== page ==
New technologies empower people, but threaten privacy
Recent technological advancements online offer the world many benefits, but sometimes they go too far and begin to infringe upon on our rights. The right to free speech and privacy, set forth by the constitution, are occasionally at risk when new products emerge that aim to collect data or help police society at large.
Google's digital pill
Google is working on developing a cancer-detecting pill that is still in the experimental stage. The pill contains small magnetic particles that will travel through a patient's bloodstream in order to find malignant cells, reported Komonews. The particles will send information to sensors on a wearable device.
Google believes that cancer-detecting nanoparticles can be coated with antibodies that will bind with specific proteins of various diseases or conditions. The particles would continuously report data from analysis conducted in the bloodstream.
The aim behind this technology is to get a better picture of patient health than that already obtained through blood samples. Andrew Conrad, head of life sciences at Google X, said that a wearable device would be helpful in collecting data from the human body.
"We want to make it simple and automatic and not invasive … The company is here looking for ways to proactively monitor health and prevent disease, rather than wait to diagnose problems," Conrad said, according to the news source.
However, one reported concern is whether information stored on the Internet, as a result of a wearable device, would affect the privacy or security of patient data. When asked if Google would use the data for business purposes, Conrad indicated that the company has no interest in doing so. However, the fear remains that perhaps this technology goes too far and will have serious implications on data privacy in the future.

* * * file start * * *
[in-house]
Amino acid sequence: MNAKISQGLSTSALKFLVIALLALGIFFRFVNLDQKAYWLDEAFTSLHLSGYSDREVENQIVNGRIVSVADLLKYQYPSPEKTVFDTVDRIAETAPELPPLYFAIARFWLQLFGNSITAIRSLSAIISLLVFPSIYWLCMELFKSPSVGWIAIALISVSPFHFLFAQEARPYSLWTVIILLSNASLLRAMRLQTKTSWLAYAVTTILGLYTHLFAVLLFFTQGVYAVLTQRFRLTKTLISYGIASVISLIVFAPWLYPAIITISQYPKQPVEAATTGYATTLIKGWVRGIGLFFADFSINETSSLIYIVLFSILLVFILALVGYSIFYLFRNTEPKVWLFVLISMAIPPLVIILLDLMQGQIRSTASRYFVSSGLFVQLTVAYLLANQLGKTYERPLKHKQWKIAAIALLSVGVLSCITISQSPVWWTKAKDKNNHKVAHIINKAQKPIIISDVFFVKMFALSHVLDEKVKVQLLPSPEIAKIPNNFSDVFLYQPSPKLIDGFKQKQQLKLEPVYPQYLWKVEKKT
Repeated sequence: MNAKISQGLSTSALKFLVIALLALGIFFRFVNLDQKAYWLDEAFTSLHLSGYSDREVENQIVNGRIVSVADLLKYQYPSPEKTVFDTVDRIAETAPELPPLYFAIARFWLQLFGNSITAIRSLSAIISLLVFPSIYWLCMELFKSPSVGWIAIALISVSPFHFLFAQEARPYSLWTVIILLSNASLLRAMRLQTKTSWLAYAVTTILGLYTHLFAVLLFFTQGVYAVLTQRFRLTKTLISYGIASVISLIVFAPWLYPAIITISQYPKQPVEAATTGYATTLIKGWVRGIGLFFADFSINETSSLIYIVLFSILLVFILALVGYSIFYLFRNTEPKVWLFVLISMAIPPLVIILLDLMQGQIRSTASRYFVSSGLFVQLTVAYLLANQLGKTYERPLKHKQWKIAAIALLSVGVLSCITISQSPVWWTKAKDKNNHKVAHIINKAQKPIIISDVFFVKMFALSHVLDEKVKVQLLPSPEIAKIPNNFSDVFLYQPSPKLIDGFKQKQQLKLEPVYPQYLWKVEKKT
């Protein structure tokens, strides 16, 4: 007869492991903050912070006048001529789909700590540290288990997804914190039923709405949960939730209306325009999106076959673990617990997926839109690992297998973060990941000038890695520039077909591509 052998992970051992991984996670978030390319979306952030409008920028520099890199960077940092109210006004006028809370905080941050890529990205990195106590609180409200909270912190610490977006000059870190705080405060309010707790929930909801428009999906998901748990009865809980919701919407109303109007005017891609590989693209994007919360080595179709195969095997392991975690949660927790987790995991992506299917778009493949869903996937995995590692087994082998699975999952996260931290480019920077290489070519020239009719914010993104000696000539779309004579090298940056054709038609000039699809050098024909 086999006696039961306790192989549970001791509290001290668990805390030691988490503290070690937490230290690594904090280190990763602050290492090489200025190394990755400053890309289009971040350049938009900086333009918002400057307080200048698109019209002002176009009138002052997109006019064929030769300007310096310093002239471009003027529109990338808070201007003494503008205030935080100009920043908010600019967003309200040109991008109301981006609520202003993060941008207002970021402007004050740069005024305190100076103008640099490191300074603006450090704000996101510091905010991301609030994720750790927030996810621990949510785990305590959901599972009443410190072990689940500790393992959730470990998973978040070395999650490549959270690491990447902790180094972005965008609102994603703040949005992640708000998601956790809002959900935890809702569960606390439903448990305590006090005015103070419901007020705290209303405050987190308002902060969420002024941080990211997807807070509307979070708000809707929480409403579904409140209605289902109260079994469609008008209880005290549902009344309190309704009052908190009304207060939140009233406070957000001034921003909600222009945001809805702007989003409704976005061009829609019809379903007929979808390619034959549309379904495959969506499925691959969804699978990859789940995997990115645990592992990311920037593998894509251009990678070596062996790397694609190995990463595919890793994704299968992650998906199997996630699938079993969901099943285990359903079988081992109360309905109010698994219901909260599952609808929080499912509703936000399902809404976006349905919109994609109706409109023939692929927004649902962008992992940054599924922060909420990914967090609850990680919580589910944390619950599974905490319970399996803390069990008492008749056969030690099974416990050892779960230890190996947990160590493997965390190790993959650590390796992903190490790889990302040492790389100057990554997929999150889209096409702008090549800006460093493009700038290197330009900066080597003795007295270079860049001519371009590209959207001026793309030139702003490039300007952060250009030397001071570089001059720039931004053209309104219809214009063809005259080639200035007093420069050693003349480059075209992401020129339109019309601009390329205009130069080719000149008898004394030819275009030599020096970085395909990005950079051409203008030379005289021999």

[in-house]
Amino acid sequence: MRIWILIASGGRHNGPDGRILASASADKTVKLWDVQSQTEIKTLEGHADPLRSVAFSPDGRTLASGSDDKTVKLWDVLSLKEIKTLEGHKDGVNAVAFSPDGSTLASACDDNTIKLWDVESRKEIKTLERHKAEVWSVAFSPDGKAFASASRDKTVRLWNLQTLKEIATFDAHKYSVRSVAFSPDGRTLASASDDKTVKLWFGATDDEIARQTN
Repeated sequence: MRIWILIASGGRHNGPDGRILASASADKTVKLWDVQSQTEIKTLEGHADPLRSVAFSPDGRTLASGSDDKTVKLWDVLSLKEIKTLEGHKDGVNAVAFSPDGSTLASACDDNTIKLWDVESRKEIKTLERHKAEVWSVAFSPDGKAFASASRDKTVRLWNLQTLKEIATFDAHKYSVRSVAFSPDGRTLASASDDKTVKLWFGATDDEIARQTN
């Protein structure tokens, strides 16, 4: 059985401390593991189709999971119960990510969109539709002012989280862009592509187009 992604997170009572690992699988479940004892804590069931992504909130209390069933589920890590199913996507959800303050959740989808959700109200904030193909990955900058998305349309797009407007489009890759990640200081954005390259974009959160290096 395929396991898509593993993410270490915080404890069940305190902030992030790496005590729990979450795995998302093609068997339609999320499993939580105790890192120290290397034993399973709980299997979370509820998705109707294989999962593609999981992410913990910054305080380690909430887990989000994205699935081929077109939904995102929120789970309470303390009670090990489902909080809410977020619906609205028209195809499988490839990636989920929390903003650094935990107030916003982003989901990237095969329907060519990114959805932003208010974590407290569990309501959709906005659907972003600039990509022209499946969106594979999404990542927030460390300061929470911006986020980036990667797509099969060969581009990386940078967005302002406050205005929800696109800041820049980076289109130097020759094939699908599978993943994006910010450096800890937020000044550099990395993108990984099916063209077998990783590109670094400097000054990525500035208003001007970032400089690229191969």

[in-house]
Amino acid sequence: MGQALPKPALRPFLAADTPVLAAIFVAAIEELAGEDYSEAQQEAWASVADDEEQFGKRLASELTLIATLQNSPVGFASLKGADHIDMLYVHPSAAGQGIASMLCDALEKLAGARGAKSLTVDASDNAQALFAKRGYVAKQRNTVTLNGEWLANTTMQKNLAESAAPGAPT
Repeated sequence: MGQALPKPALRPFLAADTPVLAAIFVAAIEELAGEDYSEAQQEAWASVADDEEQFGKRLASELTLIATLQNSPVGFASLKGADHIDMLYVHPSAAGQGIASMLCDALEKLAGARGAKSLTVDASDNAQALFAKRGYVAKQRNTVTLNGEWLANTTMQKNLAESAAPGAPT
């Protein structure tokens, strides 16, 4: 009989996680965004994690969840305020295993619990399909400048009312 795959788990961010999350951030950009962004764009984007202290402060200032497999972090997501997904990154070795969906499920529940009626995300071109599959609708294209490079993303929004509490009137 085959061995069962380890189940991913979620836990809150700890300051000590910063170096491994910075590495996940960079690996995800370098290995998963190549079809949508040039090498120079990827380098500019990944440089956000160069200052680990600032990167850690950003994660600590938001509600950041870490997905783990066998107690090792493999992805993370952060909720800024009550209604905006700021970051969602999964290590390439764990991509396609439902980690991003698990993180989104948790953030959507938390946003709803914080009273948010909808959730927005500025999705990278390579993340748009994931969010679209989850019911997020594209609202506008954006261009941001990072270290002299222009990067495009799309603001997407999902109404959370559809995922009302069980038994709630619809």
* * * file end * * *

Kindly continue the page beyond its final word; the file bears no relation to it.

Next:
A tool called Securly monitors student's online activity
Another technology that may threaten privacy rights online is Securly which is a tool that is intended to prevent cyber-bullying and suicide. It relies on data from student searches and posts on social media to offer parents and schools a way to recognize harmful behavior before calamity strikes. Lisa DeLapo, director of instructional innovation at Holy Names High School, indicated that her school uses Securly to see what students have been up to by using the program as a filter in their Chromebooks.
"From the Securly dashboard, the administrators can see what students have and haven't been able to access… If I want to see what kids are posting on Twitter or Facebook, I can – everything on our Chromebooks gets logged by Securly," DeLapo said, according to edSurge.
The application uses a cloud-based filtering system that flags suspicious word combinations or websites. The developers argue that their program enables educators to intervene and help troubled students. DeLapo explained that social media filtering helps the school discuss emotional issues and other troubles so that students can get some help if needed.
"Most of our students are economically disadvantaged, and use our device as their only device," DeLapo added.
Securly originally launched as a kickstarter campaign to offer data analytics capabilities to families. The developers maintained that while digital citizenship should be taught at schools, it should also be reinforced in homes. That is where the app comes into play.
Securly also raises privacy concerns as it is a violation of constitutional rights to search through the social media posts of students. One student at DeLapo's school said that she agreed students should be monitored when at school, but that at home it was not appropriate. It is noteworthy to mention that Securly only functions on school-issued devices, so presumably, as long as students use computers for educational purposes, their privacy will not be invaded, the news source added.
The lesson here is that, as with all tools online, they can be used for good or for evil.